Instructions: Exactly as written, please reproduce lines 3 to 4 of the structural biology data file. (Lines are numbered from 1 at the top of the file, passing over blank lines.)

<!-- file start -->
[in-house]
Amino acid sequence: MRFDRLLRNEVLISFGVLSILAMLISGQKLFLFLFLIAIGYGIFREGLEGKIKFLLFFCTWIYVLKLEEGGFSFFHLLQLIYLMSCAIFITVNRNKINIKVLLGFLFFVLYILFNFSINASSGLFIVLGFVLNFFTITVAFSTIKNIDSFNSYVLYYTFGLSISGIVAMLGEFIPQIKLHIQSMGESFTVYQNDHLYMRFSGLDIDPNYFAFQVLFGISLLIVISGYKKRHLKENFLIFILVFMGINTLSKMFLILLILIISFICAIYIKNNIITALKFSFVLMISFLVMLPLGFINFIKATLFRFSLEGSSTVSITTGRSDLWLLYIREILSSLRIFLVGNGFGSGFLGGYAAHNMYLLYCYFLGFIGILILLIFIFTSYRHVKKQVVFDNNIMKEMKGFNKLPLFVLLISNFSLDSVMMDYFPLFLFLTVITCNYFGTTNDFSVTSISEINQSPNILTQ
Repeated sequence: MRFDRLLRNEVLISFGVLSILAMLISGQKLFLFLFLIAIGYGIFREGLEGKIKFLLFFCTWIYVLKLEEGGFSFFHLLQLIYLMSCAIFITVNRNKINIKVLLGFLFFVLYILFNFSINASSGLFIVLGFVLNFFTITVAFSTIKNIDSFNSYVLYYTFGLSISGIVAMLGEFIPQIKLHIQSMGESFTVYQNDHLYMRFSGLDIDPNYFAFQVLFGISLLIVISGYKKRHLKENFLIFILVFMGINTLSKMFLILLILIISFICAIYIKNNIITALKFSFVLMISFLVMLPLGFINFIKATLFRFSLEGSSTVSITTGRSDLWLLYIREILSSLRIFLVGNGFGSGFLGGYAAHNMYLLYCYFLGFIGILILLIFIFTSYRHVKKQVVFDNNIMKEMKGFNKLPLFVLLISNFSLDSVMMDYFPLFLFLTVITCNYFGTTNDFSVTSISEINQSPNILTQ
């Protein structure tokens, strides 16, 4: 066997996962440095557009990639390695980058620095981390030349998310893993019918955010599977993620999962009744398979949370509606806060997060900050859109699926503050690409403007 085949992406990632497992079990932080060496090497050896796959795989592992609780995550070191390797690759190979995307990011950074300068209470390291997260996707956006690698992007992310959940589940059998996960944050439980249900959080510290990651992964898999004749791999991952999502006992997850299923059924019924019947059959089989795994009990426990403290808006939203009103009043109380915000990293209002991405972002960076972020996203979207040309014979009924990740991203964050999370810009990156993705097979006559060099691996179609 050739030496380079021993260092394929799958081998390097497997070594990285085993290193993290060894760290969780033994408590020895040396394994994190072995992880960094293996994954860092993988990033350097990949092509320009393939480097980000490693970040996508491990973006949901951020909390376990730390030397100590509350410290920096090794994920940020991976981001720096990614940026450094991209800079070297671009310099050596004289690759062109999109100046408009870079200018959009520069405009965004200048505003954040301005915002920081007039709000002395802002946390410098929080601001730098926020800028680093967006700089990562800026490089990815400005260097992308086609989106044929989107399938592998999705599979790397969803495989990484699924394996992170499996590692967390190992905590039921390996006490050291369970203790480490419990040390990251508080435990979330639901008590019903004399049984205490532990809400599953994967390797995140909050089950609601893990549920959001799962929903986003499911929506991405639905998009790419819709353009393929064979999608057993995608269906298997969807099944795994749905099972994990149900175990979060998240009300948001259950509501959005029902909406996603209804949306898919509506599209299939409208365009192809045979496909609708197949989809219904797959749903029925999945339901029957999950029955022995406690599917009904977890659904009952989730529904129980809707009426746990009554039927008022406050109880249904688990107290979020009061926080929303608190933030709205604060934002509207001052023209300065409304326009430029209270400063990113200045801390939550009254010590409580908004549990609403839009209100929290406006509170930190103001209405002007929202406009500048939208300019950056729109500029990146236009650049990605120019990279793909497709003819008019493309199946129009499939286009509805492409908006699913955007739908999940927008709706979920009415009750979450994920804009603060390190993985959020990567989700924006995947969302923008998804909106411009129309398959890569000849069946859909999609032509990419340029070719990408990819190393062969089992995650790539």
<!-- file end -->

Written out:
Repeated sequence: MRFDRLLRNEVLISFGVLSILAMLISGQKLFLFLFLIAIGYGIFREGLEGKIKFLLFFCTWIYVLKLEEGGFSFFHLLQLIYLMSCAIFITVNRNKINIKVLLGFLFFVLYILFNFSINASSGLFIVLGFVLNFFTITVAFSTIKNIDSFNSYVLYYTFGLSISGIVAMLGEFIPQIKLHIQSMGESFTVYQNDHLYMRFSGLDIDPNYFAFQVLFGISLLIVISGYKKRHLKENFLIFILVFMGINTLSKMFLILLILIISFICAIYIKNNIITALKFSFVLMISFLVMLPLGFINFIKATLFRFSLEGSSTVSITTGRSDLWLLYIREILSSLRIFLVGNGFGSGFLGGYAAHNMYLLYCYFLGFIGILILLIFIFTSYRHVKKQVVFDNNIMKEMKGFNKLPLFVLLISNFSLDSVMMDYFPLFLFLTVITCNYFGTTNDFSVTSISEINQSPNILTQ
């Protein structure tokens, strides 16, 4: 066997996962440095557009990639390695980058620095981390030349998310893993019918955010599977993620999962009744398979949370509606806060997060900050859109699926503050690409403007 085949992406990632497992079990932080060496090497050896796959795989592992609780995550070191390797690759190979995307990011950074300068209470390291997260996707956006690698992007992310959940589940059998996960944050439980249900959080510290990651992964898999004749791999991952999502006992997850299923059924019924019947059959089989795994009990426990403290808006939203009103009043109380915000990293209002991405972002960076972020996203979207040309014979009924990740991203964050999370810009990156993705097979006559060099691996179609 050739030496380079021993260092394929799958081998390097497997070594990285085993290193993290060894760290969780033994408590020895040396394994994190072995992880960094293996994954860092993988990033350097990949092509320009393939480097980000490693970040996508491990973006949901951020909390376990730390030397100590509350410290920096090794994920940020991976981001720096990614940026450094991209800079070297671009310099050596004289690759062109999109100046408009870079200018959009520069405009965004200048505003954040301005915002920081007039709000002395802002946390410098929080601001730098926020800028680093967006700089990562800026490089990815400005260097992308086609989106044929989107399938592998999705599979790397969803495989990484699924394996992170499996590692967390190992905590039921390996006490050291369970203790480490419990040390990251508080435990979330639901008590019903004399049984205490532990809400599953994967390797995140909050089950609601893990549920959001799962929903986003499911929506991405639905998009790419819709353009393929064979999608057993995608269906298997969807099944795994749905099972994990149900175990979060998240009300948001259950509501959005029902909406996603209804949306898919509506599209299939409208365009192809045979496909609708197949989809219904797959749903029925999945339901029957999950029955022995406690599917009904977890659904009952989730529904129980809707009426746990009554039927008022406050109880249904688990107290979020009061926080929303608190933030709205604060934002509207001052023209300065409304326009430029209270400063990113200045801390939550009254010590409580908004549990609403839009209100929290406006509170930190103001209405002007929202406009500048939208300019950056729109500029990146236009650049990605120019990279793909497709003819008019493309199946129009499939286009509805492409908006699913955007739908999940927008709706979920009415009750979450994920804009603060390190993985959020990567989700924006995947969302923008998804909106411009129309398959890569000849069946859909999609032509990419340029070719990408990819190393062969089992995650790539």